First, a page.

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I have a line which represents a cross section. I have the coordinates of on its starting point. I need the coordinates of the end point of that cross section line. The distance between these two points is known. Is there some way to calculate it, or do I need some more information?

I want to calculate the unknown coordinates of end point $B (x_2,y_2)$ on a line with given distance from a known coordinates of starting point $A(x_1,x_2)$.

Clarification

I have a cross section line AB with length of $2800$m. The start point $A(x_1,y_1,z_1)$ is known. $z_1$ is the bed elevation on point $A$. I need to calculate the coordinates at end point $B(x_2,y_2)$. Now there are two situations.

  • Case 1: I have $z_2$ at point $B$ with me also.
  • Case 2: I don't have $z_2$ on point $B$ with me.
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    $\begingroup$ question is not clear. mind rephrasing it? $\endgroup$ – MonK Aug 26 '14 at 9:49
  • $\begingroup$ i have a line which represents a cross section. I have the coordinates of on its starting point. I need the coordinates of the end point of that cross section line. The distance between these two points is known. is there some way to calculate it, or do i need some more information?? $\endgroup$ – hassan Aug 26 '14 at 9:54
  • $\begingroup$ geometrical approach needs slop of the line $\endgroup$ – Vikram Aug 26 '14 at 10:01
  • $\begingroup$ @ Vikram ok let me be more clear to my question. I have a cross section line AB with length of 2800m. The start point A(x1,y1,z1) is known.z1 is the bed elevation on point A. I need to calculate the coordinates at end point B(x2,y2). Now there are two situations. Case1: i have z2 at point B with me also. Case 2: i dont have z2 on point B with me. I need a formula suitbale for the solution of this problem. please help. $\endgroup$ – hassan Aug 26 '14 at 10:50
  • $\begingroup$ @ MonK let me be more clear to my question. I have a cross section line AB with length of 2800m. The start point A(x1,y1,z1) is known.z1 is the bed elevation on point A. I need to calculate the coordinates at end point B(x2,y2). Now there are two situations. Case1: i have z2 at point B with me also. Case 2: i dont have z2 on point B with me. I need a formula suitbale for the solution of this problem. please help $\endgroup$ – hassan Aug 26 '14 at 11:03
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Assuming no typo in what you wrote and that I properly understood (this does not seem to be sure according to the comments I received after my initial answer), if you have point $A$ $(x_1,x_2)$ and point $B$ $(x_2,y_2)$ the square of the distance is given by $$d^2=(x_1-x_2)^2+(x_2-y_2)^2$$

I am sure that you can take from here.

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  • $\begingroup$ 1 eqn, 2 unknowns, how? $\endgroup$ – Vikram Aug 26 '14 at 10:03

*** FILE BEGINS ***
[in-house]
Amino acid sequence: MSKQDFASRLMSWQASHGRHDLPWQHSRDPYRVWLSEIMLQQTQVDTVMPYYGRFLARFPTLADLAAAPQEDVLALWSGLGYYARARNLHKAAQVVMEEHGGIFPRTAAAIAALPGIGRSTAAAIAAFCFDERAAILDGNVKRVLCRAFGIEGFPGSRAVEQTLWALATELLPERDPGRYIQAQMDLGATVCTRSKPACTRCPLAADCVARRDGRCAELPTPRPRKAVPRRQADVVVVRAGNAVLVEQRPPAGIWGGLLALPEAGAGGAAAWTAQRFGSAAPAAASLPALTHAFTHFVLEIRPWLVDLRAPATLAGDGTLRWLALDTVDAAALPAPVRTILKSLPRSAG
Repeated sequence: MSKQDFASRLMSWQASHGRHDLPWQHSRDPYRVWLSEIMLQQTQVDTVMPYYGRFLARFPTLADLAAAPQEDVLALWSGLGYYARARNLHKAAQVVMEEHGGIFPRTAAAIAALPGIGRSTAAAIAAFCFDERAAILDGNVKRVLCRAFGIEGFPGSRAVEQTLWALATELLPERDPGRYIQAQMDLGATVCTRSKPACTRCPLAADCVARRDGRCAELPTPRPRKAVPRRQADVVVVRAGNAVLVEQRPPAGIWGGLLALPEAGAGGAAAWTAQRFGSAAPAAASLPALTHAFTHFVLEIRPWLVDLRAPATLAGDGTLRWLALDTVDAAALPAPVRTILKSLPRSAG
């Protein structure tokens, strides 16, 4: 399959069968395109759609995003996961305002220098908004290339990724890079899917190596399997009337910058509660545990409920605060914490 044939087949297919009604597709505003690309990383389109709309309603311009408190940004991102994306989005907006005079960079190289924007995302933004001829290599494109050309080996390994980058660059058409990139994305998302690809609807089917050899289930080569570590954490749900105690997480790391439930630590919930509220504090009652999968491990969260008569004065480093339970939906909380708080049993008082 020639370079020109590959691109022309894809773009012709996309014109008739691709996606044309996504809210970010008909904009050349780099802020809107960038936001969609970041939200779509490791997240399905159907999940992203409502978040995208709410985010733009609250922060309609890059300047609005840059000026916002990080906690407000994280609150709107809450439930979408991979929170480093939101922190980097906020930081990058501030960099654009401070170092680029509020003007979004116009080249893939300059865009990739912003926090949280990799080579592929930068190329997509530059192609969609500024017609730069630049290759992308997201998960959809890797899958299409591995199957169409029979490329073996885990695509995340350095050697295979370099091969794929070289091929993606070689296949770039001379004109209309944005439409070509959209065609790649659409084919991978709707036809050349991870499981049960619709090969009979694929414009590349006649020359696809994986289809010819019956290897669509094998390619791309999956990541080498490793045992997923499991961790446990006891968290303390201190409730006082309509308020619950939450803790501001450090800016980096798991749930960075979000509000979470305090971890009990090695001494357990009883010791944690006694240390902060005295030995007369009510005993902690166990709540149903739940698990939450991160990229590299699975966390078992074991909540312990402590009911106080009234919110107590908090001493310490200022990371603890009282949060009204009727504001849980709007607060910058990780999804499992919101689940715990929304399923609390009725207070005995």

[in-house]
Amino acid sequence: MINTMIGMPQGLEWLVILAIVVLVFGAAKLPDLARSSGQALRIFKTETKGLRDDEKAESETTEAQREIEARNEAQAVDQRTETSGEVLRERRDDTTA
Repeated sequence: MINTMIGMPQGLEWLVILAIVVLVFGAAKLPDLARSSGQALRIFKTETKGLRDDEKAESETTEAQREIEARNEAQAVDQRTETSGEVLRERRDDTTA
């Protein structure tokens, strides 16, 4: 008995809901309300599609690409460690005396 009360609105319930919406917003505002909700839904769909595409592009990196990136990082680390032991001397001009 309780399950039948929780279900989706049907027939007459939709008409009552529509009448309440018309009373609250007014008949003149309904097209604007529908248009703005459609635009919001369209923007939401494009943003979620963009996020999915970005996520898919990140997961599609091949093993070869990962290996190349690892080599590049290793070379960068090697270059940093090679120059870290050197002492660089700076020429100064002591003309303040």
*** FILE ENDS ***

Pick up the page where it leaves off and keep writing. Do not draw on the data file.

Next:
• $\begingroup$ @Vikram.As far as I understood, only $y_2$ is unknown. $\endgroup$ – Claude Leibovici Aug 26 '14 at 10:05
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    $\begingroup$ Both $x_2,y_2$ are not known, infact the slope is unknown. $\endgroup$ – MonK Aug 26 '14 at 10:06
  • $\begingroup$ @MonK. Read the post again. The OP says that point $A(x_1,x_2)$ is known and that point $B(x_2,y_2)$ is unknown but the distance is known. I assumed no typo in the question. Cheers :-) $\endgroup$ – Claude Leibovici Aug 26 '14 at 10:09
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    $\begingroup$ @ClaudeLeibovici, B can be at any elevation , if A is origin then B can be any one of the points on the circle with center at origin, you travel the given distance, but in which direction? $\endgroup$ – Vikram Aug 26 '14 at 10:11
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Let $(d)$ be the given line through unknown point $A(x_1, y_1)$. Then the parametric of $d$ has form $$ x=x_0+ta; \quad y=y_0+tb\quad (t\in\mathbb{R}), $$ where $(a, b)$ is the direction vector of $(d)$ and $(x_0, y_0)$ is the point on $(d)$. Let $d$ be the given distance from a known point $B(x_2, y_2)$ to $A$. Solving the equation $$ (x_0+ta-x_2)^2+(y_0+tb-y_2)^2=d. $$ We have three cases:

Case 1. The equation has no solution

Thẹn the distance from known point $B(x_2, y_2)$ to $(d)$ is greater than $d$ and so there is no point $A(x_1, y_1)$ on the line $(d)$ satisfying the given conditions.

Case 2. The equation has one solution

Then substitute the solution $t^*$ to the parametric form of $(d)$ we can find unknown point $A(x_1, y_1)$. The finding point is the projection from known point $B(x_2, y_2)$ to the line $(d)$.

Case 3. The equation has two distinct solutions

Then the distance from known point $B(x_2, y_2)$ to $(d)$ is less than $d$ and there are two point $A_1, A_2$ satissfying the given conditions. Substitute the solutions $t_1, t_2$ to the parametric form of $(d)$ we can find two unknown point $A_1(x^1_1, y^1_1)$ and $A_2(x^2_1, y^2_1)$.

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